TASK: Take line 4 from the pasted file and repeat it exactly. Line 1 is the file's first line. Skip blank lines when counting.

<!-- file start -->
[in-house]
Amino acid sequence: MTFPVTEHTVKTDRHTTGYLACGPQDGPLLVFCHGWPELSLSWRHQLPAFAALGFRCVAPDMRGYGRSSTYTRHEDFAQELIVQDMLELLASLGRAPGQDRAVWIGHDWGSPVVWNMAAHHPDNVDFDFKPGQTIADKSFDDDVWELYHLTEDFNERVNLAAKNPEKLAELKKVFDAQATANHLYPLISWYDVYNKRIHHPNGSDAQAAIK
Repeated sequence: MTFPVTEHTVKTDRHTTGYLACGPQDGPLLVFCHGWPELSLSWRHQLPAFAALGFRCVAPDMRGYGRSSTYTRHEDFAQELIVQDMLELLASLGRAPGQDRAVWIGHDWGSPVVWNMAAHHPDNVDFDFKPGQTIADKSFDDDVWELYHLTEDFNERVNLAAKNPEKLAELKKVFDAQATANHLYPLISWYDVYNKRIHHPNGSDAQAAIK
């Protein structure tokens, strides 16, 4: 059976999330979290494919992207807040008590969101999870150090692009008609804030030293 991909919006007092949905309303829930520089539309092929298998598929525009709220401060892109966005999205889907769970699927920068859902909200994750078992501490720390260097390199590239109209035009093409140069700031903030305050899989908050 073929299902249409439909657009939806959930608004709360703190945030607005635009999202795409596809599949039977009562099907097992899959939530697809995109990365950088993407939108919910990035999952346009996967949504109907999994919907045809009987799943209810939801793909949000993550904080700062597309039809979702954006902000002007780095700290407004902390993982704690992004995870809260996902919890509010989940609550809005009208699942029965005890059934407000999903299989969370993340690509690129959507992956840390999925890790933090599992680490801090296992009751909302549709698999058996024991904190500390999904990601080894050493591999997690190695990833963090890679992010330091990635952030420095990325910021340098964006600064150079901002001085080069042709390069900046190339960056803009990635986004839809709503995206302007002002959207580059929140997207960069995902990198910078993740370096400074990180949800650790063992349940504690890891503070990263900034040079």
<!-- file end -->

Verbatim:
């Protein structure tokens, strides 16, 4: 059976999330979290494919992207807040008590969101999870150090692009008609804030030293 991909919006007092949905309303829930520089539309092929298998598929525009709220401060892109966005999205889907769970699927920068859902909200994750078992501490720390260097390199590239109209035009093409140069700031903030305050899989908050 073929299902249409439909657009939806959930608004709360703190945030607005635009999202795409596809599949039977009562099907097992899959939530697809995109990365950088993407939108919910990035999952346009996967949504109907999994919907045809009987799943209810939801793909949000993550904080700062597309039809979702954006902000002007780095700290407004902390993982704690992004995870809260996902919890509010989940609550809005009208699942029965005890059934407000999903299989969370993340690509690129959507992956840390999925890790933090599992680490801090296992009751909302549709698999058996024991904190500390999904990601080894050493591999997690190695990833963090890679992010330091990635952030420095990325910021340098964006600064150079901002001085080069042709390069900046190339960056803009990635986004839809709503995206302007002002959207580059929140997207960069995902990198910078993740370096400074990180949800650790063992349940504690890891503070990263900034040079």